What Happens When You Overwater Your Cactus

Overwatering is exactly as it sounds, it’s when you give your cactus too much water and it creates a hotbed for bacteria and diseases to fester and grow. You can tell that your cactus is overwatered when it swells up to almost double its original size. The cactus stem will also usually become so saturated with water that it splits open in one or multiple places. The most harmful side effect of overwatering is that the cactus will start to rot.

A rotting cactus will usually appear brown and feel mushy to the touch. To avoid this problem, make sure that you water your cactus in intervals rather than all at once, and keep the amount of water consistent. If this does happen, stop watering the cactus for a little while. It would also be a good idea to get it out of the overwatered pot and into a fresher, drier pot. The split parts are permanent and can’t be fixed, but that won’t prohibit the cactus from being saved and to continue to grow.

The Effects of Sunburn Damage

Sunburn occurs when a cactus has been too overexposed to direct sunlight. It makes the cacti look whitish around the top or on their ridges, and more severe burns make the cactus take on a dark brown look. To treat a cactus with a sunburn, get it to a shady place as soon as possible. If the cactus is already burned to a brown crisp, then the damage is irreversible. To prevent it from happening in the first place, give it full sun exposure for a short amount of time daily, increasing the length of time in the direct sun slowly over the course of a few weeks.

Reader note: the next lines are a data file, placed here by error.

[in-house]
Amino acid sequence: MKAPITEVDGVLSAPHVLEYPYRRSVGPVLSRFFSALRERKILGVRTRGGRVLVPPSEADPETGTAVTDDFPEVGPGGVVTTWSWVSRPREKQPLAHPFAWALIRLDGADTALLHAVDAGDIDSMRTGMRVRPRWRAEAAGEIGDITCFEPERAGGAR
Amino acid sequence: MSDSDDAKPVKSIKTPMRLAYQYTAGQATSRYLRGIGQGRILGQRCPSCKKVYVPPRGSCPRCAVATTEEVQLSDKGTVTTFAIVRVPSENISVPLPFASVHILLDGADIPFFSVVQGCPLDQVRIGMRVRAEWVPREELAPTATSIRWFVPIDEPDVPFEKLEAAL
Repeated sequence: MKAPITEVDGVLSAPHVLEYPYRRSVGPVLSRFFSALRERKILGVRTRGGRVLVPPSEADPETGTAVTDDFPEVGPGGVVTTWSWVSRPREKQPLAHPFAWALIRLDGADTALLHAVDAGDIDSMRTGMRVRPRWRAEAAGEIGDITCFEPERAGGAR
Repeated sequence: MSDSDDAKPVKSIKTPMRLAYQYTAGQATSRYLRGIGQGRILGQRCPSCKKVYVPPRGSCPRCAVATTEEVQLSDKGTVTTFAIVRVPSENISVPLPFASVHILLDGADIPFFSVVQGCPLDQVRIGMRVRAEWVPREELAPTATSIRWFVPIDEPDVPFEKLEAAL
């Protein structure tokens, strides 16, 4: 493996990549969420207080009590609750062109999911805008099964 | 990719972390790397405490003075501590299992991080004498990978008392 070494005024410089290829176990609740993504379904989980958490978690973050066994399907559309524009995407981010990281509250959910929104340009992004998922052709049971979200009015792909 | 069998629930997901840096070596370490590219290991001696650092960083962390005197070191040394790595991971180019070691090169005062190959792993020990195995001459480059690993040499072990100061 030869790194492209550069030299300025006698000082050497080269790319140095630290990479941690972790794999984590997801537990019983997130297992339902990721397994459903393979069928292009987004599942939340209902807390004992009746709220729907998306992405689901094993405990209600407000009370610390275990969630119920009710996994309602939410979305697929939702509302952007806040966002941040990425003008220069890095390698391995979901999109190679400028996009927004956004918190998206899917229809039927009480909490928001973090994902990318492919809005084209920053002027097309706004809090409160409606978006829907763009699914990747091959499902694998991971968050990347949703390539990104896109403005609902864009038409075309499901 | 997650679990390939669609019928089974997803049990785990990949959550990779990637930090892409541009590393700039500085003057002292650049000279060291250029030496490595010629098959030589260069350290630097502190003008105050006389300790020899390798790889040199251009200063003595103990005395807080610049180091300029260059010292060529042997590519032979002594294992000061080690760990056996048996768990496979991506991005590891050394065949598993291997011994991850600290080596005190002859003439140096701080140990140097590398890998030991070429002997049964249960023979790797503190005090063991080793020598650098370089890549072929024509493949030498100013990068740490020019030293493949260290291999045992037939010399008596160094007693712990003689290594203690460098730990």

Bug Infestations and How They Harm Your Cactus

Bug infestations can range from barely visible to bluntly obvious. To check your cactus for bugs, digging around in the soil a bit with a trowel or just taking a good look at it can give you a pretty good idea if there are bugs on the cactus or not. To treat bugs, you will have to physically remove as many bugs as possible from the cactus with a fingernail or some tweezers. If the infestation is of a larger scale, physically removing the plant and washing out the pot is the better option. To prevent any infestations in the future, regularly spraying the pot and the cactus with a light layer of pesticide can prevent an infestation.

Frost Damage from Cold Temperatures

Finally, frost damage is what occurs when plant cells that are exposed to freezing temperatures start dying, and the health of the cactus suffers as a result. This also causes the cells to rupture and the water doesn’t hold as well, drying it out. Your cactus is instantly more susceptible to this condition if you live in an area with colder temperatures. To prevent this from happening, bringing the cacti inside or covering them with a tarp can prevent the cold from directly affecting them too harshly. If the temperatures are lower, then a grow light can be a good option to look into.